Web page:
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>Clickwrap Agreements and the iPhone

>I was thinking about this issue the other day as a potential blog posting, but now that I’ve sat down to write the post, this may be deserving of an entire paper. Clickwrap/browsewrap/shrinkwrap agreements all have the same fundamental characteristic: “automatic” consent to the terms of the agreement as a condition to use the product. The documents are generally non-negotiable. The quid pro quo is that a software vendor would have to double, triple (or more) the software license fee if it were required to negotiate each agreement with each customer. While initially controversial, these form of agreements have become the accepted manner of entering into agreements in the software (and video game) arenas. As software delivery continues its shift to the internet, the issues of the legality and enforceability of clickwrap agreements may end up being revisited.The thing that brought this to mind is the latest version of the… Continue Reading

>Rocket Jumping in Fallout 3?

>A couple of days ago, we found out that legendary developer id Software has sold itself to ZeniMax Media Inc., the parent company of Bethesda Softworks. This means that the company that defined the PC shooter genre (and is responsible for me missing more than a few college classes) will now be owned by the current leader in role-playing games, with titles like Fallout and the Elder Scrolls series. The sale marks the end of id?ÇÖs long and impressive run as a stand-alone company (it was founded in 1991). id’s press release said the deal will not affect its daily operations much, as it becomes one of four studios within the ZeniMax family. John Carmack, lighting effects genius and space rocket builder, will continue to head id as “Technical Director.” It is unclear whether id will continue its unique policy of releasing the source code for its older games to… Continue Reading

>Xbox Live Targeted for Patent Infringement (again)

>A patent infringement suit targeting Xbox Live that we?ÇÖve been keeping our eye on went to trial yesterday in the U.S. District Court for the Eastern District of Michigan. The suit was originally filed back in September, 2004, by two inventors claiming Xbox Live infringed two of their patents covering voice and data communications technology. This case already produced some fireworks last month, when the judge overseeing the case threatened Microsoft?ÇÖs counsel with sanctions for a “frivolous objection” to a discovery request. Microsoft?ÇÖs counsel had objected to a request by the plaintiffs for a document relating to a ?Ç£2008 deposition?Ç¥ of a certain Microsoft employee, when they meant to say ?Ç£2009 deposition.?Ç¥ The judge asserted that Microsoft?ÇÖs counsel improperly used a typographical error to raise an objection on the ground of vagueness. The judge also chided Microsoft?ÇÖs counsel for producing over 140,000 documents without an index, saying the action demonstrated… Continue Reading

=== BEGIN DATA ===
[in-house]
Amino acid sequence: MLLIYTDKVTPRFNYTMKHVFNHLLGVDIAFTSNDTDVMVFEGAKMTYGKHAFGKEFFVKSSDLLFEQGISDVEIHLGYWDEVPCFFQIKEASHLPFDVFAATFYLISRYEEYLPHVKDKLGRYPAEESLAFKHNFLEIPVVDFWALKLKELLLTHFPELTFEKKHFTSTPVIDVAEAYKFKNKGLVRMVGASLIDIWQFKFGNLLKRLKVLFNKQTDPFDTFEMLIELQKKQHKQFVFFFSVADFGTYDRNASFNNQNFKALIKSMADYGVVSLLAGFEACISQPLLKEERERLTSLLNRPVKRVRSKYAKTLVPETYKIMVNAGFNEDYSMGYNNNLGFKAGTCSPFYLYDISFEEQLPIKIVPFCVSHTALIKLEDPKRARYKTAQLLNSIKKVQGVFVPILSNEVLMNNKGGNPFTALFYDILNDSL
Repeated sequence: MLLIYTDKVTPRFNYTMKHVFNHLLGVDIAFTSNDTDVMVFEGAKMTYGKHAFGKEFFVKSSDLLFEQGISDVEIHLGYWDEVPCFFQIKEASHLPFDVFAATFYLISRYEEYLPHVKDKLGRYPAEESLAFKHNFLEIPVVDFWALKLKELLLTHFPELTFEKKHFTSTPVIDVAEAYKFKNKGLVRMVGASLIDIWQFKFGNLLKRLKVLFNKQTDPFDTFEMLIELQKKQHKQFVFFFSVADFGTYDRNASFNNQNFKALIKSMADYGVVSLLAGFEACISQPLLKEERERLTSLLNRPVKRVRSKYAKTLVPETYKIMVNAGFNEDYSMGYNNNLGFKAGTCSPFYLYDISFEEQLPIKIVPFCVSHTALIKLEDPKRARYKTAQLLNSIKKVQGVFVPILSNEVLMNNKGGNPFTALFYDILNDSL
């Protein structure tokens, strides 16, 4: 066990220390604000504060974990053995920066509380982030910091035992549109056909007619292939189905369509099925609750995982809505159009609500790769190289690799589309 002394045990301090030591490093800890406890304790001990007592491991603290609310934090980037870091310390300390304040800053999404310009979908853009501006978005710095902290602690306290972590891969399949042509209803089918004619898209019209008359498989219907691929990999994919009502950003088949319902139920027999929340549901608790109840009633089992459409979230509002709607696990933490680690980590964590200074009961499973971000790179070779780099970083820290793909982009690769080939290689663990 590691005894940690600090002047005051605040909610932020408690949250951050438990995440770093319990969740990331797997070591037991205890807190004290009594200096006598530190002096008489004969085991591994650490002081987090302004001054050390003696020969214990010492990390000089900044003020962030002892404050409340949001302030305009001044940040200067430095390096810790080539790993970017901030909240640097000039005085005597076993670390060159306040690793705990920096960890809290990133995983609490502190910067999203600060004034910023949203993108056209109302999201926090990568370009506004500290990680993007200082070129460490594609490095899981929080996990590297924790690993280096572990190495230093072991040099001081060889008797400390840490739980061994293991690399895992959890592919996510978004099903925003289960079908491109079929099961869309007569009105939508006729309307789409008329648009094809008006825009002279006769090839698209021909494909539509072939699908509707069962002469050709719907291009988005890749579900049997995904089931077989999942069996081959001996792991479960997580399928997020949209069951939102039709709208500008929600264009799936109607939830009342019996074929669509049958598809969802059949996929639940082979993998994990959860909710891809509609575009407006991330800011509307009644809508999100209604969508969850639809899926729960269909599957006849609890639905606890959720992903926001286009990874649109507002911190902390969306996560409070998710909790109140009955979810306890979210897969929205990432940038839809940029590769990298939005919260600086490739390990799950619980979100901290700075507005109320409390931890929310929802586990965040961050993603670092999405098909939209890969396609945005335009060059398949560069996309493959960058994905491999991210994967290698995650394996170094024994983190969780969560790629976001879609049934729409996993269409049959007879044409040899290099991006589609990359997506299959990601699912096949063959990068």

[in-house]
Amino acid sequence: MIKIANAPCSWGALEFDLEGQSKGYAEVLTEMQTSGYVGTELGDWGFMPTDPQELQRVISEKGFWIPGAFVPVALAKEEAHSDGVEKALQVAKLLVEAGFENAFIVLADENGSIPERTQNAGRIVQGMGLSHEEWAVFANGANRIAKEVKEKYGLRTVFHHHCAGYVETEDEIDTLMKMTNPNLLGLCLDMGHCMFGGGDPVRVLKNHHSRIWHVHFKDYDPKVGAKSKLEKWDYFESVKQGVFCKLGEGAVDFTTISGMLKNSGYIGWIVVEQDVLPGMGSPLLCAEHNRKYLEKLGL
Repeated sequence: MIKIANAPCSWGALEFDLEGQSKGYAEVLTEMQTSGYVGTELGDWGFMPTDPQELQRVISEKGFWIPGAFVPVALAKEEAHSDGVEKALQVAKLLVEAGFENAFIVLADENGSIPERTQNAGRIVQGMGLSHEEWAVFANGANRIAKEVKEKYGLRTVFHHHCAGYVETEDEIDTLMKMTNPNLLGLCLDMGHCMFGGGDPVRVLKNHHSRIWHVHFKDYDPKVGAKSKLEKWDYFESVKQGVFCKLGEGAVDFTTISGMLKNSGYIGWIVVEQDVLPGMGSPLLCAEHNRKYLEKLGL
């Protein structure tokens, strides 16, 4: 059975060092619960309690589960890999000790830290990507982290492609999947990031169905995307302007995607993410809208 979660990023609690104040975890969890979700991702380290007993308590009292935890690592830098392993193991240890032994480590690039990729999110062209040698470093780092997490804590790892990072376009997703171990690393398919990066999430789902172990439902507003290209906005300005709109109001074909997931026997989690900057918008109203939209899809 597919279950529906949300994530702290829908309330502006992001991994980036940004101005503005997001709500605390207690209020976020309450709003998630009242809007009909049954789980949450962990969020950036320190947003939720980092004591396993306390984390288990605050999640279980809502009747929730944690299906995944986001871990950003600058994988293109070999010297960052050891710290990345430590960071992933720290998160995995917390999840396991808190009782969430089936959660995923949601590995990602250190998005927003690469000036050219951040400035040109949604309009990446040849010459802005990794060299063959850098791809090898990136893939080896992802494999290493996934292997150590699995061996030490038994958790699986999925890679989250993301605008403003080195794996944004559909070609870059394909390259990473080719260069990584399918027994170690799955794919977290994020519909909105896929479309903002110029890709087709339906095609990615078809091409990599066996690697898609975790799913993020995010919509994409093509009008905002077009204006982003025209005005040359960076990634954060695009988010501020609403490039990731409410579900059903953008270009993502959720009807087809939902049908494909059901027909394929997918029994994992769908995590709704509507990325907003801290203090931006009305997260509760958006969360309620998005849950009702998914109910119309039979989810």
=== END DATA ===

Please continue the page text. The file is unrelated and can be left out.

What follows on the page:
>Nintendo Granted Summary Judgment in V-Chip Lawsuit

>Nintendo of America Inc., producer of the Wii home video game console, scored a victory on June 2, 2009, when a federal district judge in the Central District of California granted Nintendo?ÇÖs motion for summary judgment, holding that the Wii does not infringe a V-chip censoring technology patent. Nintendo had asserted all along that the parental controls that allow Wii users to selectively prevent the play of games based on Entertainment Software Ratings Board (ESRB) classifications were fundamentally different than the technology taught by the patents, which are owned by Guardian Media Technologies, Ltd., a Texas-based limited partnership and non-practicing entity. The court?ÇÖs findings of fact and conclusions of law, issued on June 8, 2009, identify such a fundamental difference and justified Nintendo?ÇÖs opposition of a complaint that has already prompted several defendants settle with Guardian rather than see the matter through to trial. Not just a victory for Nintendo,… Continue Reading

>Massachusetts Data Security Regulations

>Massachusetts is on track to became the first state to mandate that game companies (and other companies) storing the personal information of state residents must comply with specific data security practices. Massachusetts enacted a data protection statute on October 31, 2007, authorizing the Massachusetts Office of Consumer Affairs and Business Regulation (?Ç£OCABR?Ç¥) to develop regulations implementing the statute. OCABR has now issued regulations set to go into effect on January 1, 2010. These regulations require game companies (regardless of where a company is located) to comply with certain administrative and computer security requirements when storing or transferring personal information that has been gathered from gamers or company employees living in Massachusetts.Under the regulations, games companies must create and follow a security program that includes, among other things, assignment of personnel to oversee and update the security program, identification of all records containing personal information, identification of security risks to those… Continue Reading